Low Valley flood fears on rise again

FLOOD wall campaigners at Low Valley fear their funding for vital defences may have fallen through.

It was recently revealed that only 356 of 630 flood defence projects that were to receive government cash this year will now do so.

It was recently revealed that only 356 of 630 flood defence projects that were to receive government cash this year will now do so.

River Dove flood warden Pete Bradshaw, of Stonyford Road, said: “We have a big new school being built on our doorsteps that we feel will increase the flood risk, and now work has started on a new bridge to replace the old one at Darfield Main.

“This will alter the structure of the river and we need convincing that that too will not adversely affect the flooding situation.

“As yet we have no confirmation about future flood defence work and that is our only hope. We have asked for a full update on where we stand and are planning a meeting as soon as possible with Barnsley Council floods officer Ian Bell and the Environment Agency”.

Meanwhile, work is expected to begin on roadworks and a new footbridge at the Netherwood pond site. Three roads, Bradberry Balk lane, Netherwood Road and Pitt Street will be closed for three weeks from February 21 to allow that process to take place.

“It’s a joke,” said Mr Bradshaw. “It makes no sense as that area is constantly under water in the winter. During the recent rainfall, for three out of four days it was impossible to work there”.

Residents are struggling currently from works traffic for the new school on the old Darfield pit site. The latest diversion that directs traffic along George Street, Stonyford Road, Station Road and Mitchells Way will make life unbearable, they claim, particularly on Stonyford Road where there is a primary school.

Low Valley campaigners join others who live beside the River Dearne at Darfield in their plea for improved defences. Both bands of residents were under up to five feet of water in the 2007 floods - and are still struggling to recover.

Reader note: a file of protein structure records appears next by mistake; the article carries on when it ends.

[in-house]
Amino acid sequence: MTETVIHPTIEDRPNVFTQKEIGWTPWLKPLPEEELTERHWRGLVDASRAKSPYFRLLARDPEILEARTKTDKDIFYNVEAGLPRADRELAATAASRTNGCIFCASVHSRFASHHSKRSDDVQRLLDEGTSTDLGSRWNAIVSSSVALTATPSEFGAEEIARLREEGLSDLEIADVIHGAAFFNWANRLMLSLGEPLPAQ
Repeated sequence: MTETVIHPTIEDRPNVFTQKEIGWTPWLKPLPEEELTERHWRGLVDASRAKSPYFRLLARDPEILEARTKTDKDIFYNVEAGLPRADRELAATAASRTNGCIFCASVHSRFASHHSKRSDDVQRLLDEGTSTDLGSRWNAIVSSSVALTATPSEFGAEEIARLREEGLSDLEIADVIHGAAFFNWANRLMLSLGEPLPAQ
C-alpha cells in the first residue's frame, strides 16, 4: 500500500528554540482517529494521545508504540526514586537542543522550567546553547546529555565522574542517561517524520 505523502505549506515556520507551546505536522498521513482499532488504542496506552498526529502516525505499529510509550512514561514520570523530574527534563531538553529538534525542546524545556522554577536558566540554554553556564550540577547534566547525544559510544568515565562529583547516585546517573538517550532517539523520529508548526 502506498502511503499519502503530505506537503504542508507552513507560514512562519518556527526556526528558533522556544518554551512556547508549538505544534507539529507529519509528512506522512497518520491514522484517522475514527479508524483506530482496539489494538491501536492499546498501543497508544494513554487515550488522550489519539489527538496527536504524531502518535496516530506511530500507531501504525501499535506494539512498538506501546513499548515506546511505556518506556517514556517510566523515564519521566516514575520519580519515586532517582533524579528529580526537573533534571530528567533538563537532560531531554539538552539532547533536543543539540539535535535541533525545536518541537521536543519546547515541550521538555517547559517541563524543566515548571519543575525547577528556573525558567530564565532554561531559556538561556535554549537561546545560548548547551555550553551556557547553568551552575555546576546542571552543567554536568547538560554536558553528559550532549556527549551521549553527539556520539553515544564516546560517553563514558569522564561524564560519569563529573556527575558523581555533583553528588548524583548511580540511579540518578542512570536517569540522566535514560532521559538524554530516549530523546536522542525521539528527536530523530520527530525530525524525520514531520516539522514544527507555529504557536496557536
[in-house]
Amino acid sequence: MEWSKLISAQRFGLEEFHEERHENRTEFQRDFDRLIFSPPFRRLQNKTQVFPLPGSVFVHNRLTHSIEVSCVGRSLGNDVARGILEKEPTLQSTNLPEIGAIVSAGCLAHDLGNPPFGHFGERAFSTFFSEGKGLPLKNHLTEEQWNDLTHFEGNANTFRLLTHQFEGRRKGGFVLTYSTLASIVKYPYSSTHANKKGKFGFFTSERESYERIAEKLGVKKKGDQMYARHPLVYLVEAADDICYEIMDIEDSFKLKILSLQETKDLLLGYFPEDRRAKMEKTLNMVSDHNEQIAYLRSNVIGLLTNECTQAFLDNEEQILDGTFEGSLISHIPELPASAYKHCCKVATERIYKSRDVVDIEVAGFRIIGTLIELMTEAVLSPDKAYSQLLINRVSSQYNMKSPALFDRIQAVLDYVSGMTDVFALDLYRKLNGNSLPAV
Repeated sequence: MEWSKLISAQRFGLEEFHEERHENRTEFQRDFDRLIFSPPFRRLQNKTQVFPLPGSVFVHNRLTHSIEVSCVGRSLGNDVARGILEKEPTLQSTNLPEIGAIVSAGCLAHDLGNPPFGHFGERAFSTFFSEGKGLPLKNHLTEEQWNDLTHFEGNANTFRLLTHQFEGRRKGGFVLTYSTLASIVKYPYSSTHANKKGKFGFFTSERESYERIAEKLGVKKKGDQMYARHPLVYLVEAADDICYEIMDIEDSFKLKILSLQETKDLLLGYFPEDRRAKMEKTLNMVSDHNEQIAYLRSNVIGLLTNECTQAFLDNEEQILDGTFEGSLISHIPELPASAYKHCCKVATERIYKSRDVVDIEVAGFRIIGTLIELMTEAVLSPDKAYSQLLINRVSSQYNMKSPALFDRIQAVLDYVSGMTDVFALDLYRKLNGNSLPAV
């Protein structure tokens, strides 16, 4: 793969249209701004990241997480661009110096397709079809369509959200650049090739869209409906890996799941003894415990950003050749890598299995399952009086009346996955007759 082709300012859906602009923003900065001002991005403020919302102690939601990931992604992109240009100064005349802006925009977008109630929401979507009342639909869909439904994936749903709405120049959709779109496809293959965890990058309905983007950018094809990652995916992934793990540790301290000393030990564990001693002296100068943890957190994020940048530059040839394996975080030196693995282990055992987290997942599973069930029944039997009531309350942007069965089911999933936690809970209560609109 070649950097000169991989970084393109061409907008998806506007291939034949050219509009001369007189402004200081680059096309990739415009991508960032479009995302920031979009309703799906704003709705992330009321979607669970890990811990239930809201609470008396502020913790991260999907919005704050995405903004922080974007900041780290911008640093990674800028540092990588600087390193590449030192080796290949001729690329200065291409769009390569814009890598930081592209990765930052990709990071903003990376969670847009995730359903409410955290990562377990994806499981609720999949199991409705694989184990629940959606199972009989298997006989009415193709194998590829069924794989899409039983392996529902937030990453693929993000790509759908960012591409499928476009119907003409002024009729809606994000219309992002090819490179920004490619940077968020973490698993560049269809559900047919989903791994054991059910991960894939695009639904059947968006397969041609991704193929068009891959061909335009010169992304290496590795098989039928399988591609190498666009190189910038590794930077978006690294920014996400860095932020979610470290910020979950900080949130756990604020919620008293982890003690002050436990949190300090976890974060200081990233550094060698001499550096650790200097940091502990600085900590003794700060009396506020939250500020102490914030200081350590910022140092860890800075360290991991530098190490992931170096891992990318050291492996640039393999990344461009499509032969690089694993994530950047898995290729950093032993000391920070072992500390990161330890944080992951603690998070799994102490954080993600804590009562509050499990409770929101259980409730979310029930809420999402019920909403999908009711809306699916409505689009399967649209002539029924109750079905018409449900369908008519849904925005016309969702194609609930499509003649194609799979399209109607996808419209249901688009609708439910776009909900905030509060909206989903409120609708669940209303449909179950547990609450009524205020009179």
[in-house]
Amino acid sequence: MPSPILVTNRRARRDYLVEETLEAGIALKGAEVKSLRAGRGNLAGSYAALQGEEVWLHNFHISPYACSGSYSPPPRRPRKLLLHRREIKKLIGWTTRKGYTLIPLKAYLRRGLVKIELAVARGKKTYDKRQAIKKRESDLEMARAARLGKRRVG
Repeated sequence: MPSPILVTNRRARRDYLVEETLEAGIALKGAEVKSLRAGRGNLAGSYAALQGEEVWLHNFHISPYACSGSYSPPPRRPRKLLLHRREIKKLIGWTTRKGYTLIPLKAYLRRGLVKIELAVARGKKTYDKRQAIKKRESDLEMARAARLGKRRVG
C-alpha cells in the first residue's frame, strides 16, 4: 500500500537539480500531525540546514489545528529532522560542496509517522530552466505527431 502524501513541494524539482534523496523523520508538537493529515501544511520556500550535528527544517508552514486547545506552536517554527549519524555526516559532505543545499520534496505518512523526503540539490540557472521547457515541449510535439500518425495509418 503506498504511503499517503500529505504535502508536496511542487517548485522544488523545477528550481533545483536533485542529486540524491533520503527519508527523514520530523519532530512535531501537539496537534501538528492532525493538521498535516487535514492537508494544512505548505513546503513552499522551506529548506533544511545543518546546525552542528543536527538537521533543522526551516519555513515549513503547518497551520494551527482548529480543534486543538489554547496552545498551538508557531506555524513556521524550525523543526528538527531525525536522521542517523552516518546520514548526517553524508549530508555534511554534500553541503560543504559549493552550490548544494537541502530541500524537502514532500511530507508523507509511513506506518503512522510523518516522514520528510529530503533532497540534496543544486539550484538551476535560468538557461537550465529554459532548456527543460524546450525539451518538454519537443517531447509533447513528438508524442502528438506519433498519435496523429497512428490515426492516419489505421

Members of the Know Your Flood Risk campaign say there is serious concern that not enough is being done about increasing flood risk, with just 356 of 1500 projects tabled until 2015 to receive capital funding in the next year.

Campaign Chief Executive Mary Dhonau said: “Statistics show that for every pound spent on defending against flooding, at least six pounds is saved to the economy. The summer 2007 floods cost £3.2 billion and flooding is becoming ever more frequent, therefore it is clear that cutting funding is a false economy, especially when the government is looking to make billions of pounds of savings.

“The government should be looking at offering grants to those who have lost because of the cuts, so that they can take measures to protect their homes, to give them hope that they will not have to deal with the financial and emotional aftermath of flooding.”

James Sherwood-Rogers, Chair of the campaign, added: “Although the government has taken steps to bolster flood defences and put a flood defence strategy in place, it is simply not enough. The government’s plan to spend at least £2.1bn by 2015 on flood defences falls woefully short of the investment needed to protect households and businesses, especially in light of the Environment Agency’s estimate in 2009 that £1bn a year needed to be spent over 25 years just to maintain the existing level of protection”.